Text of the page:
City of Sorcery, Marion Zimmer Bradley
City of Sorcery, Marion Zimmer Bradley (1984)
Review by Diarmuid Verrier
This is one of Marion Zimmer Bradley’s Darkover novels. I read MZB’s Avalon books when I was in my early teens and remember enjoying them. What, I wondered, would I make of her sci-fi?
A preliminary note from the author positions it as a standalone novel. However, I’m not sure I agree with this claim. Almost all of the characters have complex and involved back stories and inter-relations, and the world itself has a social structure that is very different from our own and essential for understanding people’s motivations. If you read the book as part of a sequence, this would all be fine. Of course, this was not the case for me. I had to struggle through rather a lot of awkward, and frankly inefficient, info-dumping in the first few chapters, and I still felt that I was missing something at various points in the book. None of this stopped me from appreciating the central thrust of the narrative, which involves a group of women journeying towards a mysterious city that may or may not exist, but I do think a lot of the content that relied on events and characters from previous books could have been cut without damaging the plot unduly, making it easier for a newbie like me to get up to speed.
The Darkover world is as former colony of Earth. The two worlds were separated for millennia, before being reunited relatively recently (presumably the first book in the series deals with this). In the meanwhile, Earth has continued to rely on high technology (including the space travel that allowed them to return to Darkover), while Darkover has returned to a mediaeval level of technology. On the plus side, they’ve also figured out how to unlock their latent psychic powers (this mix of sci-fi, a fantasy world, and psychic powers just screams “1980s” to me for some reason). There’s also strict and conservative gender role segregation. The exact nature of how society works is quite unclear (based on the information in just this novel) – there seem to be a number of dominant lineages within which particular psychic powers inhere, and ubiquitous lesbian relationships that exist parallel to procreation-orientated bonds. In this book, all of the protagonists (and antagonists) are women, making it even harder to appreciate just how men and women interact in this society.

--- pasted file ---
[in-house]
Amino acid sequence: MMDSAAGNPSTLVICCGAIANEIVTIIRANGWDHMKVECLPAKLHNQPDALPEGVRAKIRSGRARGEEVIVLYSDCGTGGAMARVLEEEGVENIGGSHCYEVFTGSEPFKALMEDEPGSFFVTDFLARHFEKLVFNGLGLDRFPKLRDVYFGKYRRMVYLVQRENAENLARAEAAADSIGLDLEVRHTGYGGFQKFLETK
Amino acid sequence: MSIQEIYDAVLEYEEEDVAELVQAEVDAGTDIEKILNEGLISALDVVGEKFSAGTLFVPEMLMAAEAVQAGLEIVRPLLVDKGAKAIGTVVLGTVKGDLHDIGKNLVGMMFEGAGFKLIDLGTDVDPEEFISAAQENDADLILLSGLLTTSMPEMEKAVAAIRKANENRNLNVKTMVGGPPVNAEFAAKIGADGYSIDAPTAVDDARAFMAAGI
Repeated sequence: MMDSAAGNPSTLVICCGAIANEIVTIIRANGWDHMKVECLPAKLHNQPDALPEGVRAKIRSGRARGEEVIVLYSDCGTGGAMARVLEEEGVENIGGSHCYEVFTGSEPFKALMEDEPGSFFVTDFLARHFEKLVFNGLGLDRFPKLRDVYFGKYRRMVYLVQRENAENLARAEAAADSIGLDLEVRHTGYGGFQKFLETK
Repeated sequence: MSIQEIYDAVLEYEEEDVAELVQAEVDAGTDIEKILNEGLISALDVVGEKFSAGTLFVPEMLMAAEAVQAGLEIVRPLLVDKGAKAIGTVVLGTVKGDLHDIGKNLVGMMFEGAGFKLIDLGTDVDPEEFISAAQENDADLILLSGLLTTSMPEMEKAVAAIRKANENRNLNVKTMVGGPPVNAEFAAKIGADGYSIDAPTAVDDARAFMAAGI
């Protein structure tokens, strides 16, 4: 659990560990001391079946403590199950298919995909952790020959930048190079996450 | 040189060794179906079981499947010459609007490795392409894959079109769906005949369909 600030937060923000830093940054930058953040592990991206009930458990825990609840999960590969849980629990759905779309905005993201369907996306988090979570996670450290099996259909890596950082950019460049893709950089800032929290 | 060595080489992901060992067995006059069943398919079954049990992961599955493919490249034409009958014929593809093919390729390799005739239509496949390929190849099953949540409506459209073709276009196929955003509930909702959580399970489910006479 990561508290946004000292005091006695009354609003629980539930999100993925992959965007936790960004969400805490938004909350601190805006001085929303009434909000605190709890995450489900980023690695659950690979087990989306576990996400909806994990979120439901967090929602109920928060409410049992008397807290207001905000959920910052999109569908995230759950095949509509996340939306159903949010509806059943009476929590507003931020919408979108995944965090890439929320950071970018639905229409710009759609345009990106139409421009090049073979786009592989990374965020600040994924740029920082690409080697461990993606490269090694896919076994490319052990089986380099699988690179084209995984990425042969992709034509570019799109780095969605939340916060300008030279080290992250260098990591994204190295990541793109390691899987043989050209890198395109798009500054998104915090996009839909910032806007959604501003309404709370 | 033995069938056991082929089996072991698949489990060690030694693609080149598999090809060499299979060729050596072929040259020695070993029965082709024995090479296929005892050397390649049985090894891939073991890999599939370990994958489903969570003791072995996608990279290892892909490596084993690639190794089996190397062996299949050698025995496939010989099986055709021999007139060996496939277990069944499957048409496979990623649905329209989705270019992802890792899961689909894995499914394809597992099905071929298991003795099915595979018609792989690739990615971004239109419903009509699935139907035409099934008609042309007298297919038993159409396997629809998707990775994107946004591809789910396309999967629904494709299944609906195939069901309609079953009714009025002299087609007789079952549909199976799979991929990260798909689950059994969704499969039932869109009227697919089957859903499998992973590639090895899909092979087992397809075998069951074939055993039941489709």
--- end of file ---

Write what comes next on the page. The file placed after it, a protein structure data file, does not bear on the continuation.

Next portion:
The focus on gender roles, and the preponderance of women characters in the book make it (and the series overall) a valuable contribution to a generally male-dominated genre. I certainly found many aspects of plotting and characterisation refreshingly different from what I’m used to. Foremost amongst these was the sense of camaraderie on the journey between all of the women. There’s a theory that suggests that when women are presented with stressors they respond by strengthening social bonds (“tending and befriending”). The amount of care and love demonstrated by the characters for one another here, as they have to surmount challenge after challenge, would never be seen in a group of male travellers. There’s a scene where the group “hugs it out”, another where one character spontaneously gives a little gift to her lover, and a (sensible but generally unnoted) obsession with bathing. The “womanliness” of the book comes through in other ways too. For example, at one point one of the women curses another: “I hope the headman’s wife goes into labour tomorrow with an obstructed transverse birth!”. I found this pretty peculiar – awkward and artificial sounding and grotesquely vicious – but, again, not something that one would expect to read in any other SF novel.
Overall, I enjoyed the book. The characters are all flawed (often arrogant or smug), but generally likeable once the book gets going; the world, and the focus on gender issues that’s built into it, is interesting and refreshing; and the set pieces – the fights scenes and the perils encountered on the glacial mountains – are lively and convincing. My main problem is that, though presented as a standalone novel, it is anything but. Even well into the book, you are presented with details that are unexplained and given no context (Camilla has six fingers? Vanessa has animal eyes?) leaving the reader feeling somewhat adrift. More importantly, The book is all journey and no destination. The characters only really meet the antagonists of the novel in the last 50 pages, and only reach the eponymous City of Sorcery at the very end. The book finishes just when it feels like it’s getting started. It would be like calling The Two Towers (the middle volume of The Lord of the Rings) a standalone book. I would be happy to return to the world of Darkover, but, next time, I’ll treat it for what it is – a progressive series.
This review originally appeared on Consumed Media.